Now, rest assured—Francis isn't changing the Roman Catholic Church doctrine. He isn't even the first pope to make statements like these (in 1891, Pope Leo XIII said that once “necessity and propriety” have been met, everything one owns belongs to the poor). Moreover, he doesn't condemn inequality and advocate for the poor because he's well-versed on the economic literature of the likes of Thomas Piketty, Emmanuel Saez, or Joseph Stiglitz. Rather, Pope Francis views economic inequality as a moral issue.

This view is squarely aligned with the pope's duty to lead the church in spreading the gospel of Jesus through mercy, encounter, and love for those on the fringe. The pontiff's strategy, which has garnered him much attention, is actually a quite simple one: First, he wants to shift the attention of the Roman Catholic Church to ordinary people. Second, he loves to encounter and interact with others, whether it's by something as simple as taking a selfie or embracing a disfigured man. Third, Francis emphasizes mercy and the church's teaching that all humans—regardless of faith—are sinners. Without first hearing compassion and forgiveness, we won't hear God's teachings either. Fourth, he locates himself on the fringe: He serves the poor, the outcasts. Hence the peripheral Our Lady Queen of Angels, whose church actually closed seven years ago. The fact that there are no longer enough Catholics present to support the local church doesn't matter to Francis. These tenets, which encompass issues of wealth and income equality, have been the linchpins of Pope Francis' papacy.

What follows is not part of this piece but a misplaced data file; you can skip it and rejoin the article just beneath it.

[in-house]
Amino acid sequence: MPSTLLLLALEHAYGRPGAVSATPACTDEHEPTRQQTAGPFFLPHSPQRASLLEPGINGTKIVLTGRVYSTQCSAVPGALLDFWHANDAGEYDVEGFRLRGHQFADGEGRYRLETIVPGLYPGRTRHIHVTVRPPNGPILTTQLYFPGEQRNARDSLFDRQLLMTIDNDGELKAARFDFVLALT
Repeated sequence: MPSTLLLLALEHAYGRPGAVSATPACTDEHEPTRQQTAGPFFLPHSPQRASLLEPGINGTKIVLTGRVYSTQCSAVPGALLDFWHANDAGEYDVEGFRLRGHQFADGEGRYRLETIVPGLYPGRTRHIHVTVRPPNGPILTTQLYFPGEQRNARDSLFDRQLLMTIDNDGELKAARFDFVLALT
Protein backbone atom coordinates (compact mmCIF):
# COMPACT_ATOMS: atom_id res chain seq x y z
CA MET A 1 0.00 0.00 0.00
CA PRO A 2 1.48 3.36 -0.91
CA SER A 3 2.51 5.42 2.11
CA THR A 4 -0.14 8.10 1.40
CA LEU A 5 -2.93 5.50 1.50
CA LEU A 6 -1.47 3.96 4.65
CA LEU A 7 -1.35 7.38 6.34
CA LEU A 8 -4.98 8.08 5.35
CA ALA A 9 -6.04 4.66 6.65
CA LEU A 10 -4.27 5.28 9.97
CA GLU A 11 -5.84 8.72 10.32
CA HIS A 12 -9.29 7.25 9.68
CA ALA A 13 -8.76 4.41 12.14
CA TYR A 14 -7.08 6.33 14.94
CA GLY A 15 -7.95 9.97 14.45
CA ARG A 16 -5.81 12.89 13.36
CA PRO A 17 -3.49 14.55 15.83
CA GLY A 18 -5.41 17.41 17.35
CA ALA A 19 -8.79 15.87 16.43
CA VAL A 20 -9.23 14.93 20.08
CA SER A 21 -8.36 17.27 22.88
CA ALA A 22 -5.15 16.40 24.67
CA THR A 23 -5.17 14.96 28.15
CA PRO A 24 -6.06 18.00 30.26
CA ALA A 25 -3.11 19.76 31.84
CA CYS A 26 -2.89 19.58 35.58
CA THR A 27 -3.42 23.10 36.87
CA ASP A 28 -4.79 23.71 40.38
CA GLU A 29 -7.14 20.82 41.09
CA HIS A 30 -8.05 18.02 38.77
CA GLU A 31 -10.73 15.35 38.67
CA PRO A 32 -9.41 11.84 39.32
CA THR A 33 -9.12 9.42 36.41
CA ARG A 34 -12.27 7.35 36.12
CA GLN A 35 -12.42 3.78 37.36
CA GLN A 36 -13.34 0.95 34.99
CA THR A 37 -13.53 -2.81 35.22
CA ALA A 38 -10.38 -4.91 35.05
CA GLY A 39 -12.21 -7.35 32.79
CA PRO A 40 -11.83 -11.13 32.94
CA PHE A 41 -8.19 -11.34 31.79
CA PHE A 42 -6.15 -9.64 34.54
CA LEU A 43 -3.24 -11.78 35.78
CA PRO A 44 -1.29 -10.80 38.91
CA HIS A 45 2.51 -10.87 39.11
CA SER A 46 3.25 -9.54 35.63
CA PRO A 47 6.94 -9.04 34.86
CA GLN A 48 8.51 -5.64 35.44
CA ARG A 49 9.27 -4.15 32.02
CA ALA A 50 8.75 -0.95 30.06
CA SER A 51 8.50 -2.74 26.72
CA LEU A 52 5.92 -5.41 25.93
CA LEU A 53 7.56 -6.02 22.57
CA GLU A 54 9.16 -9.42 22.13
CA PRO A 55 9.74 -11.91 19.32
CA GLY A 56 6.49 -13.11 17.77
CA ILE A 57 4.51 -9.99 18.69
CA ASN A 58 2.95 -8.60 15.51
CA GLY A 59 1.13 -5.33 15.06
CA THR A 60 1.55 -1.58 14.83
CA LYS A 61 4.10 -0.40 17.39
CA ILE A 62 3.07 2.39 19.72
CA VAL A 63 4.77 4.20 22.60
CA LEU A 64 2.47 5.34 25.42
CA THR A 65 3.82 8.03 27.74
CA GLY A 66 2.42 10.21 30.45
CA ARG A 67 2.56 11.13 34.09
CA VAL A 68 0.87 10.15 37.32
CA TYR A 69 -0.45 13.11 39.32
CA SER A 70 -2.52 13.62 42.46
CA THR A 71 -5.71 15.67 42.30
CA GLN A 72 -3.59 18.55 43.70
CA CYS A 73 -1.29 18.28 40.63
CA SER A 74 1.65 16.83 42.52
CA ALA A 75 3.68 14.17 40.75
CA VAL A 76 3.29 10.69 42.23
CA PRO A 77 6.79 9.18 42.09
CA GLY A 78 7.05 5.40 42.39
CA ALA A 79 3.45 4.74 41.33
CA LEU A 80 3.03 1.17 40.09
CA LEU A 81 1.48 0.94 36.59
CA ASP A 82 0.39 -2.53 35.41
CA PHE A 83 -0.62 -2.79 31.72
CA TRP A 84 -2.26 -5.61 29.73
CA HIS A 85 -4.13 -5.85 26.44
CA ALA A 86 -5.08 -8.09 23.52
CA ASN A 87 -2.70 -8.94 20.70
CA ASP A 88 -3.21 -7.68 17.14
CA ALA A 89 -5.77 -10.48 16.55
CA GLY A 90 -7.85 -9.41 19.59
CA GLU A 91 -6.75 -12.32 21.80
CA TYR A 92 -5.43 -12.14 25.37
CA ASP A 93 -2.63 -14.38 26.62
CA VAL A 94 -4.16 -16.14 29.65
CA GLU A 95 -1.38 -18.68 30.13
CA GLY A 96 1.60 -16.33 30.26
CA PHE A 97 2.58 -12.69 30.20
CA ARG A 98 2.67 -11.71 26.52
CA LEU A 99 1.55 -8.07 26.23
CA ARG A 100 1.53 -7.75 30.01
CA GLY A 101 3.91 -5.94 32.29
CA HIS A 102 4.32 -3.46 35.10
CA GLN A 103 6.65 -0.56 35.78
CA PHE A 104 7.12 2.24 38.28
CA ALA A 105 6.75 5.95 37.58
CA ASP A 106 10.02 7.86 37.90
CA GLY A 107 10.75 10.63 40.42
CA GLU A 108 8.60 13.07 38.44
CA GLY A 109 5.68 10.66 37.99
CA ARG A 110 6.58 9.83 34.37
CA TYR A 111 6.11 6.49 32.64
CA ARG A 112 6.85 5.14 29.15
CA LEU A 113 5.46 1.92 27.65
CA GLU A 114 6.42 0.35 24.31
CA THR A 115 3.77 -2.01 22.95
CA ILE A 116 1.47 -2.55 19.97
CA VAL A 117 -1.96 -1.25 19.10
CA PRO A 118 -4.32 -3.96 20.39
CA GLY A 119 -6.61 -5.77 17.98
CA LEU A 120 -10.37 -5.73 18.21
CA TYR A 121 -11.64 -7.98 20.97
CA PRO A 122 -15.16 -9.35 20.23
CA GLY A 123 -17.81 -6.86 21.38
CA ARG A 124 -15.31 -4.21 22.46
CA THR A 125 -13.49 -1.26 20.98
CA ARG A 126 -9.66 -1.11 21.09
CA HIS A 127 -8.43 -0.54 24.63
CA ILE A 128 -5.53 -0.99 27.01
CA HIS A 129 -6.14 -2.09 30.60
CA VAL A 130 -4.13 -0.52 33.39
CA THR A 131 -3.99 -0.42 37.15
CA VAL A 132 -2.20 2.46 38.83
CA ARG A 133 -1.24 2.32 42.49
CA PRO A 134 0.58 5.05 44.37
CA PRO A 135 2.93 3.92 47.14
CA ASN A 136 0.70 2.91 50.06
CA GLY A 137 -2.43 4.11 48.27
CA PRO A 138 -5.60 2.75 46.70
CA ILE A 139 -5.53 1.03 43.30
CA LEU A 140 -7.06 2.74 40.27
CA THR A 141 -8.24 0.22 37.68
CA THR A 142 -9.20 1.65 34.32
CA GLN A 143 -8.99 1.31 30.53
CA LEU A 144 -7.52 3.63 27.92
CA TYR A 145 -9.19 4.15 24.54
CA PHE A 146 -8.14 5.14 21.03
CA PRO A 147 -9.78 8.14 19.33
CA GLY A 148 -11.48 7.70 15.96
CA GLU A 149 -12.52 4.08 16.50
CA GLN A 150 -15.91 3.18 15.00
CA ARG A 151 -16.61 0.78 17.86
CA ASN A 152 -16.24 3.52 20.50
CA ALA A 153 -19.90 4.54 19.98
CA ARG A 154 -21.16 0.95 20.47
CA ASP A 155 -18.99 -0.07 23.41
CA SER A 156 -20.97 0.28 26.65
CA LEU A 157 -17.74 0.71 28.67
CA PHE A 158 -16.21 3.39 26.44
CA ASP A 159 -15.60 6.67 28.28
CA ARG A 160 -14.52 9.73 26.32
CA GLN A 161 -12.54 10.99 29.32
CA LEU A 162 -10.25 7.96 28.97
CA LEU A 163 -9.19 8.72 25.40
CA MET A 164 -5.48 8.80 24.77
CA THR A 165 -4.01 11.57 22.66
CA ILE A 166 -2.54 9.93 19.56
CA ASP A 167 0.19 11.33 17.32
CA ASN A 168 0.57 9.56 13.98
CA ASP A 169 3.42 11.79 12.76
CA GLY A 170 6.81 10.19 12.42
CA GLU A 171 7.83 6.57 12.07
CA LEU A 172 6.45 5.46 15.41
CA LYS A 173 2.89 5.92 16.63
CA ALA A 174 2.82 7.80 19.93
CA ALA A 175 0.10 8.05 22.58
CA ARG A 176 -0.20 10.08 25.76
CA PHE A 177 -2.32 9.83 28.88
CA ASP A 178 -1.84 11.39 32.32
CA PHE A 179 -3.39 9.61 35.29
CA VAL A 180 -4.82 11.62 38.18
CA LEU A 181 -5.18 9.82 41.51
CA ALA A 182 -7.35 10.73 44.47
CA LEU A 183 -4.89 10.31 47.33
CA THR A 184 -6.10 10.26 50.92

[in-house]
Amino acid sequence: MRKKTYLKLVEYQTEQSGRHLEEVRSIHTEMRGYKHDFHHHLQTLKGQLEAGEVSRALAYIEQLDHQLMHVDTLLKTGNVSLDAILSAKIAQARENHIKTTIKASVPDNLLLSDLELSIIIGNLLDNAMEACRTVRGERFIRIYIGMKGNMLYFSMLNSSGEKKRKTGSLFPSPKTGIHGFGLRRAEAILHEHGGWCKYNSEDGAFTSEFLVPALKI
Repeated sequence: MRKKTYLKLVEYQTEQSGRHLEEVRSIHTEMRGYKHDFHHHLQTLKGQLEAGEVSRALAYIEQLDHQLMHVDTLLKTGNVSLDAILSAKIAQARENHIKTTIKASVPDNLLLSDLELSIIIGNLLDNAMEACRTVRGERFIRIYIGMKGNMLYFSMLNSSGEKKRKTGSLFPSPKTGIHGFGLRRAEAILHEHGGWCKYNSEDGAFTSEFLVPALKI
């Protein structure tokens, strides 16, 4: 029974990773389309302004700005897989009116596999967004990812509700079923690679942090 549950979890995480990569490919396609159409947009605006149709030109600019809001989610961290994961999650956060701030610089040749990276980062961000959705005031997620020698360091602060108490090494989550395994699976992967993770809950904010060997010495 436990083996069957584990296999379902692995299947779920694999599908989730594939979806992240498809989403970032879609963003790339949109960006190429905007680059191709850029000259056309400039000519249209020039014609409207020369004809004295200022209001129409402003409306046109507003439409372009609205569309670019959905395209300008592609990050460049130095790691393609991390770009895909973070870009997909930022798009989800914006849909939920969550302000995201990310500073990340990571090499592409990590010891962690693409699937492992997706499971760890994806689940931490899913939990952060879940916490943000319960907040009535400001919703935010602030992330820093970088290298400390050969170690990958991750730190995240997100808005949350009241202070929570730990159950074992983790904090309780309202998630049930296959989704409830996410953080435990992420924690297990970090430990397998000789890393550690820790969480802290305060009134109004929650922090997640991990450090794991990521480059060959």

To be clear, I am not equating the plight of the poor in Buenos Aires to those in Harlem, nor to those here at Columbia. Differing degrees of poverty and hardship do exist—but people suffer nonetheless. Thankfully, the pope reminds us that the solutions to these problems, despite their differences in setting, are fundamentally the same: We must act as our brother's keeper, whether by donating a meal swipe, offering our extra food to a homeless man on our way to class, or supporting effective anti-poverty programs.

We Columbians—especially those of us who have been blessed with financial security—must continue our commitment to ameliorate this social sin. Whether we are ecstatic Pope Francis is visiting New York or just annoyed by the excess traffic, we can all pull from his message of social justice on our campus, in our city, and around the globe.

The author is a Columbia College sophomore studying economics and philosophy. He is an executive board member of Columbia Catholic Ministry and is a former sports writer for Spectator.

To respond to this op-ed, or to submit an op-ed, contact opinion@columbiaspectator.com.

Pope Francis social sin social justice